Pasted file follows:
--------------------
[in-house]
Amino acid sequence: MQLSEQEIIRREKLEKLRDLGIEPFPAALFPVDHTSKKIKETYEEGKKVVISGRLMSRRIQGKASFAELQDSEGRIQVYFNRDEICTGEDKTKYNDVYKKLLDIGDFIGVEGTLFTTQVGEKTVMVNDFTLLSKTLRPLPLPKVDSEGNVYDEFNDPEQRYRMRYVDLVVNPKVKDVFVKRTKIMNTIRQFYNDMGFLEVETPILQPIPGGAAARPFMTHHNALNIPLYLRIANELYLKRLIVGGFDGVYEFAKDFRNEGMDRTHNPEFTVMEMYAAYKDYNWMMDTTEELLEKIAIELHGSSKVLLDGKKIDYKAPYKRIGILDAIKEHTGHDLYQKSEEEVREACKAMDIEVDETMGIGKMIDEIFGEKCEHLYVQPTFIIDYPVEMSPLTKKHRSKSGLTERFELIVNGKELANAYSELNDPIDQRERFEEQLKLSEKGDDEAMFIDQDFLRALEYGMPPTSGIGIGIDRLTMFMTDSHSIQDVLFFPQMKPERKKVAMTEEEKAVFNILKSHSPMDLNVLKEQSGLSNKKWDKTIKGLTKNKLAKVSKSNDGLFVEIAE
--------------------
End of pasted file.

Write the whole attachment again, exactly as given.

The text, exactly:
[in-house]
Amino acid sequence: MQLSEQEIIRREKLEKLRDLGIEPFPAALFPVDHTSKKIKETYEEGKKVVISGRLMSRRIQGKASFAELQDSEGRIQVYFNRDEICTGEDKTKYNDVYKKLLDIGDFIGVEGTLFTTQVGEKTVMVNDFTLLSKTLRPLPLPKVDSEGNVYDEFNDPEQRYRMRYVDLVVNPKVKDVFVKRTKIMNTIRQFYNDMGFLEVETPILQPIPGGAAARPFMTHHNALNIPLYLRIANELYLKRLIVGGFDGVYEFAKDFRNEGMDRTHNPEFTVMEMYAAYKDYNWMMDTTEELLEKIAIELHGSSKVLLDGKKIDYKAPYKRIGILDAIKEHTGHDLYQKSEEEVREACKAMDIEVDETMGIGKMIDEIFGEKCEHLYVQPTFIIDYPVEMSPLTKKHRSKSGLTERFELIVNGKELANAYSELNDPIDQRERFEEQLKLSEKGDDEAMFIDQDFLRALEYGMPPTSGIGIGIDRLTMFMTDSHSIQDVLFFPQMKPERKKVAMTEEEKAVFNILKSHSPMDLNVLKEQSGLSNKKWDKTIKGLTKNKLAKVSKSNDGLFVEIAE